Keeping it Weird: Furby Fans Resurface After Pandemic and Bring New Life to 1998 Toy with New Podcast, Empathy, and Global Adventures
By Jay, Founder and Mortal Communications Director of Furb World
In a quiet corner of the internet, a fiercely loyal group of crafters, artists, and musicians devote themselves to one late 90’s/early 2000’s icon, and no, the focus of their adoration isn’t Britney Spears, Leonardo DiCaprio, Ben Affleck, Cher, or NSYNC - the subject of their love isn’t even human; it’s Furby. And while their love of the creature may have started in the late 90’s, the modern online craze for Furb-related content really took off during the global COVID pandemic.
Furby came out when I was in college. I had an adorable grey Furby and I spent hours talking to it, and interacting with it. As a kid I had loved puppets and pined after a Teddy Ruxpin, but this was something new. Something that evolved, and it was magical.
Twenty-four years later, after a long pandemic, right about the time Russia invaded Ukraine and the world got a lot more scary, I saw a picture of a long Furby online and it was like a new chapter in my life opened. There was Furby again, but this time, it seemed even more magical and there was a whole group of creative people making it something more and taking it out in the world for pint-sized adventures. Furby in Paris. Furby in Japan, Furby at the Grand Canyon. It was both striking and lovely at the same time.
I’ve always been a big fan of weird things, rubber chickens, Dr. Demento, Weird Al, Archie McPhee, and Gonzo, so when I saw my first ever long Furby online, I knew this was going to become a significant portion of my life. As an artist I knew I had to start making Furb-related content. As a marketer, I knew I had to create an entire Furb-adjacent brand. As a musician and storyteller, I also knew I had to create a podcast. And so I set out to learn all I could about this unusual community.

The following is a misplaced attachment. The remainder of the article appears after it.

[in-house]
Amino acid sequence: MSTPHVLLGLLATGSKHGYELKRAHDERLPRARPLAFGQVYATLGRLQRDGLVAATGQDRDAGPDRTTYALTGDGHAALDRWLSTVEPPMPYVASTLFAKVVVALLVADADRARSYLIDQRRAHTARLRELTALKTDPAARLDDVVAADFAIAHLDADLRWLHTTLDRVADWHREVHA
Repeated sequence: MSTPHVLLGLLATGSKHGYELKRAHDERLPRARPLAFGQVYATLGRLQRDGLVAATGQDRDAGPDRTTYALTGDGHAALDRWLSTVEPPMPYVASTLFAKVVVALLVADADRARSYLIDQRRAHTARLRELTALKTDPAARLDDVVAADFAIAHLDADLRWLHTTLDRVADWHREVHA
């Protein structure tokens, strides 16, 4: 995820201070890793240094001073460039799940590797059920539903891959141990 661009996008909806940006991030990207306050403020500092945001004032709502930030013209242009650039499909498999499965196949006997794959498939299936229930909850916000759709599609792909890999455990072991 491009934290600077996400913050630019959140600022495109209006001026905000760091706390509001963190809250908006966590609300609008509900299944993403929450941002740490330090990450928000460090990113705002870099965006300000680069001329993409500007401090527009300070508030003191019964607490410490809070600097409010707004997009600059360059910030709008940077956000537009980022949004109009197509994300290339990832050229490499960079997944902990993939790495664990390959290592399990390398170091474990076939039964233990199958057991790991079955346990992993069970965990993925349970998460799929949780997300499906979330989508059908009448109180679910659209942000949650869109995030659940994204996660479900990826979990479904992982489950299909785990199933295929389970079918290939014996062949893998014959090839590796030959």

At first, I thought everyone in the Furby community would have been there for several years, or maybe even since Furby’s 1998 launch, but I soon discovered the majority of them had only recently rekindled their love of Furby after the COVID pandemic when they didn’t have human contact. Many of these people had already been crafters of some kind, but like me, went full-tilt into Furby when the pandemic started.
As someone who has been in online moderation and eCommerce since its inception, I was most impressed by how thoughtful and kind the Furby community is. I’ve seen mini-flame wars start and end peacefully that, with any other group, would have blown up and burned bridges. I think this is very much by design. Furby was a toy that, according to co-creator Caleb Chung, was designed to inspire empathy. And that is one of the hallmarks of the modern Furby fandom; empathy. The Furby community has the kind of people you would want as friends and neighbors, the kind of people that would let you borrow their car if you had an emergency. They’re always encouraging each other, offering help to others, and educating others about the history of Furby.
I created the Furb World podcast to deep-dive into the stories from this community, and also to help people learn more about the creative process, as well as how to buy and sell Furbies on platforms like eBay. As someone who has always been a parody lyricist and musician, I may have also placed Furby parodies of popular songs throughout the podcast episodes because, I really needed an outlet for my work and Furby just made sense.
I’m excited to see what the Furby community creates next. The world needs more joy, empathy,and silliness and I think these are the right people for the task.
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